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THE DAILY MIRROR 4th July 1972

DOOMED – BUT WHO IS TO BLAME?
Mary Malone's views

Come on, Jim, don't be maudlin, chided the scientist's wife. 'All you're guilty of is trying to save the world.' And there is the problem in a nut shell. Some folk can't help playing Atlas.
Quist and his team in DOOMWATCH (BBC-1) carry the burdens of collective conscience with all the airs of people who are martyrs to lumbago.
It's the good, large generalised moan that keeps them going.
You've only to say to a Doomwatch fan 'How are things today' to be pinned against the wall for an hour while the woes drown you.
It satisfies him: it crushes you.

SPICED

The Doomwatch canvas is broad and long. On its (loom) the tapestry will never finish. As they struggles to cope with the advantages and dis-advantages of a spiced contraceptive with built in libido as an incentive to population control Dr. Quist threw in a couple of beautiful come ons.
'But what', he asks, 'about the recent Concorde atmosphere pollution figures? And the death of plankton in the Med?'
What indeed?
With the tidal wave on its way, world starvation round the corner, and the planet about to go bang, who cares about the little irritations in (life)?
Well, the WORLD IN ACTION team do. Pollution and aggravation to them was bolted down to the suffering of the small town of Northfleet in Kent where the mysterious THEY have allowed a cement factory to go up.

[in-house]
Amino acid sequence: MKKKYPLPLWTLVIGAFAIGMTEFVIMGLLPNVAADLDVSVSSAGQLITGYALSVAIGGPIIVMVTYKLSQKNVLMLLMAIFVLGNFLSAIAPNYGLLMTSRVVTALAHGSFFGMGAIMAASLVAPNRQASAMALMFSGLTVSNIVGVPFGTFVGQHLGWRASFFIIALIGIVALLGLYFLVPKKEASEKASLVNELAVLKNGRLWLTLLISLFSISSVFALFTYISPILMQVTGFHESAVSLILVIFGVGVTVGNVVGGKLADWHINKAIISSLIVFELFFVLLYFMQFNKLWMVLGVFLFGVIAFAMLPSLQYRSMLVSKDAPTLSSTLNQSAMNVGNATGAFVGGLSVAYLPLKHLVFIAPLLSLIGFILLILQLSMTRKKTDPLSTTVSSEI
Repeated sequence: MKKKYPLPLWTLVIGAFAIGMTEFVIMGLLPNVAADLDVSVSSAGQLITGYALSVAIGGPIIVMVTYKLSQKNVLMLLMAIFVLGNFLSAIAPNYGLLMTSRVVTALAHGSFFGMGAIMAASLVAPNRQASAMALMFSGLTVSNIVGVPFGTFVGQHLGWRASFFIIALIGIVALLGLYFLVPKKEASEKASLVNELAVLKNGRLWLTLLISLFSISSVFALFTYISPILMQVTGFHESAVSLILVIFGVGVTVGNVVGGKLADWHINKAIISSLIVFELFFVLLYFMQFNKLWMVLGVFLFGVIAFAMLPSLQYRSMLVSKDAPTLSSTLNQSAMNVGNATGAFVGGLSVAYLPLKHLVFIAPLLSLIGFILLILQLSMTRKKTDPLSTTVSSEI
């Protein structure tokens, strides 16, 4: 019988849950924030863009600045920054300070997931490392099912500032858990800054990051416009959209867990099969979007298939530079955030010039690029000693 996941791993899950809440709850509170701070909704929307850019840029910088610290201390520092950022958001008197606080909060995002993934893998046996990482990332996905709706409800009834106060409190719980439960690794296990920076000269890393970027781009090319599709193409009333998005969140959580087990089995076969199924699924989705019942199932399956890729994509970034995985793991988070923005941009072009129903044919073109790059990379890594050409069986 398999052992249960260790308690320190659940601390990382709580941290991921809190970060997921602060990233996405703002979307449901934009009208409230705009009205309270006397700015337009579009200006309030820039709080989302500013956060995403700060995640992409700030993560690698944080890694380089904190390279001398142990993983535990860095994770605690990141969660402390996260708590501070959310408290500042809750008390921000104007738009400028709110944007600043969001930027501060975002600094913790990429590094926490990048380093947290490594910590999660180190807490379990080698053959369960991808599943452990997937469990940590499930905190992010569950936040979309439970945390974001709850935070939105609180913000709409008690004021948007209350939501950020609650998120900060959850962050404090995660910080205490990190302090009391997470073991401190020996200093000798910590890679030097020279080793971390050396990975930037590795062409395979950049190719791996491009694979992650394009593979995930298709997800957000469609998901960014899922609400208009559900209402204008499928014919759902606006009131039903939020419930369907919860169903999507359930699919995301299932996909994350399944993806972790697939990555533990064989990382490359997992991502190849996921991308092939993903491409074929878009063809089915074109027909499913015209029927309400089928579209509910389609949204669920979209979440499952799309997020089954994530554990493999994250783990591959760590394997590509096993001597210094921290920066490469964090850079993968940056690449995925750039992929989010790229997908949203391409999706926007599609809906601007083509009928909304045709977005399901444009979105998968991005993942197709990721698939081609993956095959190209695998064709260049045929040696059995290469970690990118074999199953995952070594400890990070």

Not just a factory, but the biggest in Europe. (Causing) consequently not just an irritation but the biggest you can imagine.
Dust from the works gets into everything like sand in the sandwiches on a seaside picnic.
It ruins the washing, seeps into every corner of the house, half blinds the kiddies and lies like a blanket over the town.
Far from waffling vaguely about the dangers tramping in our midst, the programme got down to the brass tacks. Who done it – how and why.

BUNCH

It turns out that the only people the good folk of Northfleet can blame for the twenty four hour nuisance that is blighting their life are a bunch of secretive Civil Servants called the Alkali Inspectorate who said it would be no bother and rubber stamped their permission which went to the Government, to the county council and gleefully, to the company.
Now this is more like it. Moralising and (striking adventures) as in Doomwatch is all very noble, but it doesn't shut cement works. Naming the (blamed and pointing the finger) at the (----) just might.

With thanks to Andrew Wilson and Michael Seely